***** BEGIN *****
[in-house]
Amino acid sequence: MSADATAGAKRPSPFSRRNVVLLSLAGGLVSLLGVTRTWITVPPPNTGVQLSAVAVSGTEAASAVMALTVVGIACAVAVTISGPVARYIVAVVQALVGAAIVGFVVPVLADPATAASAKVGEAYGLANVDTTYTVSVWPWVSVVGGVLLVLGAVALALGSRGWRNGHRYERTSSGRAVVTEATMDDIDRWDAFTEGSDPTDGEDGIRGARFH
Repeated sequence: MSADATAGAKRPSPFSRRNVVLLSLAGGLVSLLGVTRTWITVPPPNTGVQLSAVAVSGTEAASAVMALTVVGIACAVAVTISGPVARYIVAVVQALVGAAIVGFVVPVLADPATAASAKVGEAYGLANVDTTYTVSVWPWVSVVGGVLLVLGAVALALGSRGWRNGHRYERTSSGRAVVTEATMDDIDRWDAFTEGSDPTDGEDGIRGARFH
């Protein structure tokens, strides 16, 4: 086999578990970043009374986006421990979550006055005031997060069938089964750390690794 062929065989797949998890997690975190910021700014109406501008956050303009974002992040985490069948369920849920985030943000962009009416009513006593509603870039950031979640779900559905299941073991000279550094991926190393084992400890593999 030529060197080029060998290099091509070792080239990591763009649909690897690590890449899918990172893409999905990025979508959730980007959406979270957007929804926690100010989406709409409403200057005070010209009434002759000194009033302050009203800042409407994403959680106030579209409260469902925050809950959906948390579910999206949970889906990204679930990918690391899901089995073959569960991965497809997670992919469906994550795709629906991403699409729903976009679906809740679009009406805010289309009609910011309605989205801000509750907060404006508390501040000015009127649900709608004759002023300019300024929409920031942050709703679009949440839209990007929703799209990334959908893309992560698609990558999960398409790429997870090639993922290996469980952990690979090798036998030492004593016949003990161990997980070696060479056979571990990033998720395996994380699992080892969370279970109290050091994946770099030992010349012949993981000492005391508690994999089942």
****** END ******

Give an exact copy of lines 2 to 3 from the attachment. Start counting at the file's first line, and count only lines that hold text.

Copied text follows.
Amino acid sequence: MSADATAGAKRPSPFSRRNVVLLSLAGGLVSLLGVTRTWITVPPPNTGVQLSAVAVSGTEAASAVMALTVVGIACAVAVTISGPVARYIVAVVQALVGAAIVGFVVPVLADPATAASAKVGEAYGLANVDTTYTVSVWPWVSVVGGVLLVLGAVALALGSRGWRNGHRYERTSSGRAVVTEATMDDIDRWDAFTEGSDPTDGEDGIRGARFH
Repeated sequence: MSADATAGAKRPSPFSRRNVVLLSLAGGLVSLLGVTRTWITVPPPNTGVQLSAVAVSGTEAASAVMALTVVGIACAVAVTISGPVARYIVAVVQALVGAAIVGFVVPVLADPATAASAKVGEAYGLANVDTTYTVSVWPWVSVVGGVLLVLGAVALALGSRGWRNGHRYERTSSGRAVVTEATMDDIDRWDAFTEGSDPTDGEDGIRGARFH